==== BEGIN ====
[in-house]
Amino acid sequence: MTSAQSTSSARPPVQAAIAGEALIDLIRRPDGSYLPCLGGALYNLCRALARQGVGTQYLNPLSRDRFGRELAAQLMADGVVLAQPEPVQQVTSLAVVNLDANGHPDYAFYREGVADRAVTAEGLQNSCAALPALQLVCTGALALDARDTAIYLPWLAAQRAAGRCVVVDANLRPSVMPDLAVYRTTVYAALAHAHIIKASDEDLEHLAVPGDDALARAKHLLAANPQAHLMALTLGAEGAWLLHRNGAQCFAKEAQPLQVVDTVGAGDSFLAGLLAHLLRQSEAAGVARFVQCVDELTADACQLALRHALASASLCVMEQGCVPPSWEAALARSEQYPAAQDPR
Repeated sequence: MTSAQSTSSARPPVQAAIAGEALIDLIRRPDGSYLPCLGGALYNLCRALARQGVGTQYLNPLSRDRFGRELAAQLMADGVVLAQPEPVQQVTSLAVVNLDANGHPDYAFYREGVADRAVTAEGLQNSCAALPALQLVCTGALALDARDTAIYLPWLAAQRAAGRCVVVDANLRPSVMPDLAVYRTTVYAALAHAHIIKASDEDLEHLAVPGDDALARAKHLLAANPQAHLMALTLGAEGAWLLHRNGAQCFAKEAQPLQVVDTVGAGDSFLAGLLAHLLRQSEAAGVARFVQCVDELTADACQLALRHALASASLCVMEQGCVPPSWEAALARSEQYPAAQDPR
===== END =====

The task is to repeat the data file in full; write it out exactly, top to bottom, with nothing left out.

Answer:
[in-house]
Amino acid sequence: MTSAQSTSSARPPVQAAIAGEALIDLIRRPDGSYLPCLGGALYNLCRALARQGVGTQYLNPLSRDRFGRELAAQLMADGVVLAQPEPVQQVTSLAVVNLDANGHPDYAFYREGVADRAVTAEGLQNSCAALPALQLVCTGALALDARDTAIYLPWLAAQRAAGRCVVVDANLRPSVMPDLAVYRTTVYAALAHAHIIKASDEDLEHLAVPGDDALARAKHLLAANPQAHLMALTLGAEGAWLLHRNGAQCFAKEAQPLQVVDTVGAGDSFLAGLLAHLLRQSEAAGVARFVQCVDELTADACQLALRHALASASLCVMEQGCVPPSWEAALARSEQYPAAQDPR
Repeated sequence: MTSAQSTSSARPPVQAAIAGEALIDLIRRPDGSYLPCLGGALYNLCRALARQGVGTQYLNPLSRDRFGRELAAQLMADGVVLAQPEPVQQVTSLAVVNLDANGHPDYAFYREGVADRAVTAEGLQNSCAALPALQLVCTGALALDARDTAIYLPWLAAQRAAGRCVVVDANLRPSVMPDLAVYRTTVYAALAHAHIIKASDEDLEHLAVPGDDALARAKHLLAANPQAHLMALTLGAEGAWLLHRNGAQCFAKEAQPLQVVDTVGAGDSFLAGLLAHLLRQSEAAGVARFVQCVDELTADACQLALRHALASASLCVMEQGCVPPSWEAALARSEQYPAAQDPR